International elements to proposals
Recognising the added value that international collaboration can bring, the AHRC has introduced a policy of allowing researchers based outside of the UK to act as Co-Investigators on most funding schemes. An outline of this policy is provided on this page, but for full details please refer to the AHRC’s Research Funding Guide.
In line with commitments made in its delivery plan (PDF, 541KB), the AHRC encourages international researchers to act as Co-Investigators on a number of its schemes and calls. Following a successful trial period it was decided to add provision for International Co-Investigators into the AHRC’s core eligibility requirements and standard funding terms and conditions on an ongoing basis.
Experience demonstrates that the policy not only offers a great opportunity to recognise international researchers’ contributions to UK projects, but also provides a more transparent understanding of the nature of such collaboration. It is designed to be a simple and straightforward policy that can be implemented through existing schemes with no differences in peer review or post award administration.
International Co-investigators are eligible for inclusion on proposals for the following schemes:
- Research Grants
- Research Grants (Early Career)
- Research Networking
- Follow on Funding for Impact and Engagement
Some - but not all - AHRC calls and highlight notices also allow the inclusion of International Co-Investigators. As such it is important to check the requirements listed within specific call documents before adding an International Co-Investigator to a grant application.
Key International Co-investigator requirements
- All proposals must be led by a Principal Investigator (PI) based at a UK research organisation
- All International Co-Investigators must have suitable academic experience and be based at a research organisation of significant research capacity (comparable to a UK Co-I’s experience and organization eligible for Research Council Funding)
- International Co-Investigator costs cannot exceed 30% of the overall 100% Full Economic Cost (fEC) of an application
- Salary costs for International Co-Investigators can be included in certain circumstances but estates/indirect/overhead costs cannot
- If a scheme allows Project Students, they must be registered at a UK institution
- A Head of Department statement is needed from the International Co-Investigator’s research organisation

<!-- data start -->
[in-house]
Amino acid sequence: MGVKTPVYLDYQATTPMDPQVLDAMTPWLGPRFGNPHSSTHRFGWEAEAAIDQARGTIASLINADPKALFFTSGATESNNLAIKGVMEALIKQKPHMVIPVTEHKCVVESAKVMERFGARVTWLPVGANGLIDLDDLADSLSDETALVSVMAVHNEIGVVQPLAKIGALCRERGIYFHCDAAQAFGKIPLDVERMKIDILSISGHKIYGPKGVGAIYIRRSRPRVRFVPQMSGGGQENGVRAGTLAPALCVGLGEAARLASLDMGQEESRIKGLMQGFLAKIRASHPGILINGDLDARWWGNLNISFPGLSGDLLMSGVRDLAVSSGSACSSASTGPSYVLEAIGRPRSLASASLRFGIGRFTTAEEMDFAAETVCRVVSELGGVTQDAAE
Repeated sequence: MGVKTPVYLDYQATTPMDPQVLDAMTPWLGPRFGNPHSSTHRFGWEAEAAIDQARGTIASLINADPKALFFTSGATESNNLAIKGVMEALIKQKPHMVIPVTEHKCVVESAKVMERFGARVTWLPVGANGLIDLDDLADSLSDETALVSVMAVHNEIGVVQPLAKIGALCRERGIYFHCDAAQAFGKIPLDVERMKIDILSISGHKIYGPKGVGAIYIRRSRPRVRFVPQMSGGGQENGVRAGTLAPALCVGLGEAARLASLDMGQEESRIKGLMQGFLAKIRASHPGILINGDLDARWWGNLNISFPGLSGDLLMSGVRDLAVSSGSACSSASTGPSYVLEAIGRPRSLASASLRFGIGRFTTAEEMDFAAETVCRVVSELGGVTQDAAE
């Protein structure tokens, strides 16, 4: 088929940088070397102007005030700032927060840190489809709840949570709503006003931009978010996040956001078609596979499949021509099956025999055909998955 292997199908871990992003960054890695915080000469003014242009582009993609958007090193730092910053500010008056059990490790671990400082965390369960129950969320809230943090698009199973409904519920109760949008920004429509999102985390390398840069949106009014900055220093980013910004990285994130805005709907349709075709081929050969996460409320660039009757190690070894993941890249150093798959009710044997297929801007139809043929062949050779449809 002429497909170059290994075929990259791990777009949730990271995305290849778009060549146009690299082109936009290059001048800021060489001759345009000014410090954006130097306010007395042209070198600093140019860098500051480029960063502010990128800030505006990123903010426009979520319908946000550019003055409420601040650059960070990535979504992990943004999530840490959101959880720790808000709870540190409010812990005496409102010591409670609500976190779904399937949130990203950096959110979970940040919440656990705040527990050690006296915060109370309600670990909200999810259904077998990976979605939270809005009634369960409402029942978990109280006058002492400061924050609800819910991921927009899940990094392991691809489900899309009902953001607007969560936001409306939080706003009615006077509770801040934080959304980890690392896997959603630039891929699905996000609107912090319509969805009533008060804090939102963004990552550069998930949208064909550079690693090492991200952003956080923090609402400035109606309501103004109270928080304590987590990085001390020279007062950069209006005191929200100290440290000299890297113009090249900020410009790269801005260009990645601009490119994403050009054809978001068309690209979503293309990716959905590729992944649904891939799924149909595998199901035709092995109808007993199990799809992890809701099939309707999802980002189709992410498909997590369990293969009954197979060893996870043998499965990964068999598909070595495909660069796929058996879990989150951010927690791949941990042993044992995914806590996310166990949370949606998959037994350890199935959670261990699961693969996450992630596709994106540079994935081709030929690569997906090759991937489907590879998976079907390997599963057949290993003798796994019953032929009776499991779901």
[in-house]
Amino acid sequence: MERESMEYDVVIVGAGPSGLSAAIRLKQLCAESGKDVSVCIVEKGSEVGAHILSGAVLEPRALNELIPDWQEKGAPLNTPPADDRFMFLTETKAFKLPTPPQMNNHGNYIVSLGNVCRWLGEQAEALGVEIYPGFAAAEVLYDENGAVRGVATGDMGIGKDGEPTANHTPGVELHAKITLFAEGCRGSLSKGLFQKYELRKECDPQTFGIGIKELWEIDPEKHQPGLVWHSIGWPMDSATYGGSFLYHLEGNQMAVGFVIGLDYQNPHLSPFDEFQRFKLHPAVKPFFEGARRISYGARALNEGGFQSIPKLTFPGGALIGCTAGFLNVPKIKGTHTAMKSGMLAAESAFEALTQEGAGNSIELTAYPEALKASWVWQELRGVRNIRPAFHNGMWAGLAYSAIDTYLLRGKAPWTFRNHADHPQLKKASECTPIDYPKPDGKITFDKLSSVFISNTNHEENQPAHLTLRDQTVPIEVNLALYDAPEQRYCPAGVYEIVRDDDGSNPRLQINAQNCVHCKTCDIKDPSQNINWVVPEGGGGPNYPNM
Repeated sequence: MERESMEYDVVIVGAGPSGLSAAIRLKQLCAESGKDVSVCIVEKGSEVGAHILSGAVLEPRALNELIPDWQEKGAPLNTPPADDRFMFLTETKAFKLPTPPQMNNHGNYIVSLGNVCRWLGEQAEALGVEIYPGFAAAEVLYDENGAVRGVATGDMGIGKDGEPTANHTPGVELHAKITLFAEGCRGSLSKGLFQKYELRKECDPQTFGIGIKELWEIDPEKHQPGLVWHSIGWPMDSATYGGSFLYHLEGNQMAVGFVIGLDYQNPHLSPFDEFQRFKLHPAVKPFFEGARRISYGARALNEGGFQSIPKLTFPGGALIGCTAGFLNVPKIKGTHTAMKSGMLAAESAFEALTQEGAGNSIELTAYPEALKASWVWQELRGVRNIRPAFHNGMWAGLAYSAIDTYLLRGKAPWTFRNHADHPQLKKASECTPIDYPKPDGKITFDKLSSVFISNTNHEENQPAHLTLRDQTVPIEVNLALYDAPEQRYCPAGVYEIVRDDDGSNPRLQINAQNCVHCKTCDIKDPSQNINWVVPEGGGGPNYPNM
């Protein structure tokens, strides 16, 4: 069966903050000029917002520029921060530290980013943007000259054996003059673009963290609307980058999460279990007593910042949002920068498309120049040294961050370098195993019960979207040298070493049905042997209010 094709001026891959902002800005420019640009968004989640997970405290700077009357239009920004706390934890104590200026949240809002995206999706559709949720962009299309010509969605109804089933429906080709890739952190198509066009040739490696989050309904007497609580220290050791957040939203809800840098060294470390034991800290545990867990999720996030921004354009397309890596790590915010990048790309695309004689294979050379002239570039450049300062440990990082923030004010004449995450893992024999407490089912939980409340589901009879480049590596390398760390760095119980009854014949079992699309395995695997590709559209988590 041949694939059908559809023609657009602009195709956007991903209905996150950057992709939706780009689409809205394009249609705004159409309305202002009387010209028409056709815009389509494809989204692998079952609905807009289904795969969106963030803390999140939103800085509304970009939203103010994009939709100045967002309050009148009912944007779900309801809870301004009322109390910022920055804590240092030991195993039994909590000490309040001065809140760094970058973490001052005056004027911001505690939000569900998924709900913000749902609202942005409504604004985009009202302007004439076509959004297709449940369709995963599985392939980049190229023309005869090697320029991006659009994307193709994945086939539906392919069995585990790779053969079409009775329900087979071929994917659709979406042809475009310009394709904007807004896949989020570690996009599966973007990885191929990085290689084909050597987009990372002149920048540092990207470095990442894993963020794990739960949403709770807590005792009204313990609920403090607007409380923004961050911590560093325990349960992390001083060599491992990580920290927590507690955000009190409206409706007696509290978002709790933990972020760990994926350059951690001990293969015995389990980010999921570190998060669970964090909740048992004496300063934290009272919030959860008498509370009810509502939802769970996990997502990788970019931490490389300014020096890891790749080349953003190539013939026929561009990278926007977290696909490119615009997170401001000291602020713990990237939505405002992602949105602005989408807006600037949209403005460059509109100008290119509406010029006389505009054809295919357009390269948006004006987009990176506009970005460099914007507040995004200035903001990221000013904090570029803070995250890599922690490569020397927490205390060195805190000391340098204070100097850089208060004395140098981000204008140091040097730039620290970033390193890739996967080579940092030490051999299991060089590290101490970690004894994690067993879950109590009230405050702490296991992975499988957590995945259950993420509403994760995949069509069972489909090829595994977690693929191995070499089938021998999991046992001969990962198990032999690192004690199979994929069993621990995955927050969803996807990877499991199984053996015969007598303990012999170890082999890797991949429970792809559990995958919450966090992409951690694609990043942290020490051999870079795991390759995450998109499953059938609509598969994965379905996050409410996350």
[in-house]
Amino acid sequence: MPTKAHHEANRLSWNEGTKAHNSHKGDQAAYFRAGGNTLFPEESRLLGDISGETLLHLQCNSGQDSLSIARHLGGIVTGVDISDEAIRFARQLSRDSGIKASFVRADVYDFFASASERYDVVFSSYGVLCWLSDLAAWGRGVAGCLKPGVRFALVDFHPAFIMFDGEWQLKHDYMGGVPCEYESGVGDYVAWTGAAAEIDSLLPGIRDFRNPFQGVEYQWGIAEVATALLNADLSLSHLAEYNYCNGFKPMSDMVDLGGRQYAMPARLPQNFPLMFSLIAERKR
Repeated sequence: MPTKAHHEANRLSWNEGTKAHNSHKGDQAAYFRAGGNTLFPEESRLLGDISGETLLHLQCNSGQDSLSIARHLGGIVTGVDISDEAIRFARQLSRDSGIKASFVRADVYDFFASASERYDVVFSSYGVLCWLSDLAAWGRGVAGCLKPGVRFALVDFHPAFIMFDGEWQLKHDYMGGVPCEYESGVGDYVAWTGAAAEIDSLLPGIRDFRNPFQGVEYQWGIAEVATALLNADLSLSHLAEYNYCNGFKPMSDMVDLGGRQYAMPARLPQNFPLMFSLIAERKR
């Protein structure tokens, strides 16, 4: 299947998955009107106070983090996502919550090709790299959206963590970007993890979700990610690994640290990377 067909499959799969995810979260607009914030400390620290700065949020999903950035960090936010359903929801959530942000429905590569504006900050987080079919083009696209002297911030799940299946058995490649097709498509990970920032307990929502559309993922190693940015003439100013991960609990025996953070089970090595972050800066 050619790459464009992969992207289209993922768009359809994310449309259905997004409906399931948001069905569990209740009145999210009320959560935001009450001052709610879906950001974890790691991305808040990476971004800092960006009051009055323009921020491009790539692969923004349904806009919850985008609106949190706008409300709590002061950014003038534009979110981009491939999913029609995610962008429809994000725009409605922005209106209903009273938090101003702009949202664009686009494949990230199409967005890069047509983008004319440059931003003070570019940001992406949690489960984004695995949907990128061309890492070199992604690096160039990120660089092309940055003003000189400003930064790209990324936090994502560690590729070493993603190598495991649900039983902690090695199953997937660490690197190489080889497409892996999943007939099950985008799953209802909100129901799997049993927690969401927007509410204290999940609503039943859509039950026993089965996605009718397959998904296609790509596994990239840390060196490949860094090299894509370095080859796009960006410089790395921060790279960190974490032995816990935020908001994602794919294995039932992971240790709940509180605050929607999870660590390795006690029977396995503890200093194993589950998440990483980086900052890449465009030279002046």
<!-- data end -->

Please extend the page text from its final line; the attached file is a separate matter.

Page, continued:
Other international elements to proposals
If you are applying to a scheme in which International Co-Investigators are not eligible or if it is not appropriate for you to have an international co-investigator on your project, you can still involve international elements within your grant application:
- UK investigators and Co-Investigators can request funding for travel and subsistence to visit other countries where this is essential to the conduct of the research proposed. This is paid at 80% fEC and there is no limit to what funds can be requested (within the maximum funds available for each scheme) provided it can be justified as being appropriate to the proposal.
- Non-UK based academics can be part of certain activities associated with a grant where their input is justified and essential to the delivery of grant objectives (for example, through being members of an advisory group). Costs such as travel and subsistence associated with this can be included if fully justified and again this will be paid by the AHRC at 80% fEC.
- Funds can be paid to a non-UK based researcher or expert on a ‘consultancy’ basis if their expertise is vital to the success of the project, and this requires specific justification in the proposal. Applicants also need to consider issues including :
- Whether comparable expertise is available within the UK?
- The proportion of the overall costs that the consultancy constitutes (i.e. the majority of the research must still be undertaken by UK based researchers)
- That non-UK based consultancy costs need to be listed under ‘Directly Incurred Other Costs’ on the proposal form and applicants must demonstrate clear value for money and justification
- Non UK organisations contributing their own resources (in cash or in kind) can be ‘project partners’ on grant applications. This contribution can include supporting the time of researchers to be involved in the grant. A letter of support from the project partner would need to accompany the application, together with an estimate of the value of any such contribution.